NO, IT'S NOT true that a fan once called the San Jose Earthquakes' office for the kickoff time and was told, "When can you get there?"

But during their 2001 MLS championship season, the Quakes averaged a league-lowest 9,635 fans. In 2003, the Quakes rolled to another title while drawing only 10,466 fans per game.

That after having averaged 17,559 in their inaugural 1996 season. The decline in attendance reflected the flight of Latino fans.

Latino fans supported MLS heartily in the early years when it fielded several of Latin America's biggest stars but stayed home when the Quakes neglected their Latino fan base to focus marketing efforts on the Bay Area's youth soccer community.

For sure, connecting with youth soccer serves a valuable long-term purpose.

It grows the sport, and the children exposed to a pro club are more likely to support it when they get older.

But one cannot expect soccer moms and soccer dads who already spend several days of the week on youth soccer fields to spend their free Saturday night on more soccer.

The youth soccer crowd can be lured to the stadium for a few games per season — but it does not provide the consistent fervid support that a pro franchise needs.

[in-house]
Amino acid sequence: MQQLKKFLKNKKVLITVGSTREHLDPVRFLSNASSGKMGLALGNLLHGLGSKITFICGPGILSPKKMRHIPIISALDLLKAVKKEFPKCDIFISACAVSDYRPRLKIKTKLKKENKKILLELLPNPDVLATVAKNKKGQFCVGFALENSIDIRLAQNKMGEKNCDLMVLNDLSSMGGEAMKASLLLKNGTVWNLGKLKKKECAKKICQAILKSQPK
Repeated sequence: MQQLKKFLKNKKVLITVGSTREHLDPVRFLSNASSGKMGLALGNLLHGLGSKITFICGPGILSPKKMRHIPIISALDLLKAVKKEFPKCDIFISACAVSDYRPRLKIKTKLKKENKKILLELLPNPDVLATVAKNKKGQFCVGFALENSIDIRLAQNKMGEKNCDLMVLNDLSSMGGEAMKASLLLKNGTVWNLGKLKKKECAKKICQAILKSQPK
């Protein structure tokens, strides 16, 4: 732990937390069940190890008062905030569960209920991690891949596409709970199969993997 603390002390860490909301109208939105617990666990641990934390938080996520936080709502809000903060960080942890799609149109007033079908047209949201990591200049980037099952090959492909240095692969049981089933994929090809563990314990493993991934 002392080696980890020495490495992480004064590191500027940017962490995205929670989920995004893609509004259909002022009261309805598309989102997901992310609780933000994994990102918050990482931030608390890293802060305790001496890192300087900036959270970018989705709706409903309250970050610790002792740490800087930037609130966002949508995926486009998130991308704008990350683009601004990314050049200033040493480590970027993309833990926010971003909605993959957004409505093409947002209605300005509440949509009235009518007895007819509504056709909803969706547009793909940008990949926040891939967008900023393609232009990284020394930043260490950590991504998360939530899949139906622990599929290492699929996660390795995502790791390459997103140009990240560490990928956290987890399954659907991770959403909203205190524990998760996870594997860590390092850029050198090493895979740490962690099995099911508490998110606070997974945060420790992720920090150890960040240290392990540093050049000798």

The Earthquakes were moved to Houston after the 2005 season. What Lew Wolff, the Oakland A's owner and developer who is reincarnating the Quakes for the 2008 season, must believe is that they can get the adult soccer fan to support the club.

The huge crowds that non-MLS soccer games draw and the increasingly impressive U.S. TV ratings for international soccer is evidence that there are enough soccer fans to make MLS and the Quakes thrive.

Indeed, there's a crucial difference between Pele's arrival to the United States in 1975 to play in the North American Soccer League and David Beckham landing in MLS.

Pele's challenge was to convert Americans into soccer fans. Beckham's mission is to turn American soccer fans into MLS fans.

The new Quakes challenge is to convince Mexican-American fans, who are able to watch every Mexican game live on U.S. television, to connect with MLS.

The new Quakes also must sell themselves to the Eurosnob soccer fans who spurn MLS, often without having seen it, but tune in to English Premier League or Spanish La Liga games on TV.

The arrival of Beckham and Mexican hero Cuauhtemoc Blanco to MLS this season will encourage a lot of soccer fans to check out MLS. If they like the quality of soccer from the rest of the players, then the Quakes have a chance finally to turn their rocky marriage with the Bay Area into a solid union.

Mike Woitalla, the executive editor of Soccer America Magazine, is the co-author of former USA captain Claudio Reyna's book, "More Than Goals: The Journey from Backyard Games to World Cup Competition." Woitalla's commentaries on American youth soccer can be found at YouthSoccerFun.com.